The Omicron variant of SARS-CoV-2 may be significantly better than previous variants at evading vaccine-induced antibodies, according to new research from Cambridge – but preliminary evidence suggests it is less likely to cause severe COVID-19 illness in the lungs.
Omicron may be significantly better at evading vaccine-induced immunity, but less likely to cause severe disease
As the SARS-CoV-2 virus replicates and spreads, errors in its genetic code can lead to changes in the virus. On 26 November 2021, the World Health Organization designated the variant B.1.1.529, first identified in South Africa, a variant of concern, named Omicron. The variant carries a large number of mutations, leading to concern that it will leave vaccines less effective at protecting against infection and illness.
Working in secure conditions, a team led by Professor Ravi Gupta at the Cambridge Institute of Therapeutic Immunology and Infectious Disease, University of Cambridge, created synthetic viruses – known as ‘pseudoviruses’ – that carried key mutations found in the Delta and Omicron strains. They used these to study the virus’s behaviour.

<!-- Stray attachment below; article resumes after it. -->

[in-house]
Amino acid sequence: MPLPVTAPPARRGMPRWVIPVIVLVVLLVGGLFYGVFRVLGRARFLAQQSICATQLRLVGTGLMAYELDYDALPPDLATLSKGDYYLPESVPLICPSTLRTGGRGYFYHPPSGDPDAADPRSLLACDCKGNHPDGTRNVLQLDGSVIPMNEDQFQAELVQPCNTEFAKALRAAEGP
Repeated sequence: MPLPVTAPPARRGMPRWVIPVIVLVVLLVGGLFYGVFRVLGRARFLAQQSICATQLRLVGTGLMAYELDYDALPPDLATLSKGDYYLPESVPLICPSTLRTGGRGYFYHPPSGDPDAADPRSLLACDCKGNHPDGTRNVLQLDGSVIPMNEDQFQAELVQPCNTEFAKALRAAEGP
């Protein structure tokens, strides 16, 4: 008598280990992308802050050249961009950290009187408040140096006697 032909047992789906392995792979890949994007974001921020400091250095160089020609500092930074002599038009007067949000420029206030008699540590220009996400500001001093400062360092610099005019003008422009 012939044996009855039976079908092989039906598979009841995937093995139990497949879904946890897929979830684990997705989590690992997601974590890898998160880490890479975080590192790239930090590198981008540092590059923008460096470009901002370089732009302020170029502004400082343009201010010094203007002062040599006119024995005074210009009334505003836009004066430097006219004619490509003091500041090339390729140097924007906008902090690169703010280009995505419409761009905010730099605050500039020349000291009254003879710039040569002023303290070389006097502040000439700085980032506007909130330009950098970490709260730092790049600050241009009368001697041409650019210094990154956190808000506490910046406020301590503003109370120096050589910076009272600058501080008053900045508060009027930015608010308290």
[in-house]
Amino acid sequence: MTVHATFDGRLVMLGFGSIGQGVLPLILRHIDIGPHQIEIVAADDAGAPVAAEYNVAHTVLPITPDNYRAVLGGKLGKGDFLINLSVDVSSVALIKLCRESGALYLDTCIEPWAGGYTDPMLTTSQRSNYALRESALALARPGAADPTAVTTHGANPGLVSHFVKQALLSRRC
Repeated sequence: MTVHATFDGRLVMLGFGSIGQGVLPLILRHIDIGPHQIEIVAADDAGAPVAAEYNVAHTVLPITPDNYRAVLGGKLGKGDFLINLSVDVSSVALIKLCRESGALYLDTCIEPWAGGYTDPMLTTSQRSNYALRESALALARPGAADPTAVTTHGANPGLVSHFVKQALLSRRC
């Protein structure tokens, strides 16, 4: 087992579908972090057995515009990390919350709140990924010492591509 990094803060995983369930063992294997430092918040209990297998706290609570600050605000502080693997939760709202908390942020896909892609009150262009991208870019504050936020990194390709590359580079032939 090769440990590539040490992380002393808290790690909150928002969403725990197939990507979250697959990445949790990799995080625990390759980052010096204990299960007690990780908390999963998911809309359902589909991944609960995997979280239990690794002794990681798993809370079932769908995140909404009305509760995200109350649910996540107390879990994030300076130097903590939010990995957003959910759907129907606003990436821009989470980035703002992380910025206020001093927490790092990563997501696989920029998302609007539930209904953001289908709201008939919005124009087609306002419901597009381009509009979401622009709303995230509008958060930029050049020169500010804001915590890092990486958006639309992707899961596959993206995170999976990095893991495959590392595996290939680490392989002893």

The team, which included collaborators from Japan, including Dr Kei Sato of Tokyo University, has released its data ahead of peer review because of the urgent need to share information relating to the pandemic, and particularly the new Omicron variant.
Reproduced courtesy of the University of Cambridge
The University of Cambridge is acknowledged as one of the world's leading higher education and research institutions. The University was instrumental in the formation of the Cambridge Network and its Vice- Chancellor, Professor Stephen Toope, is also the President of the Cambridge Network.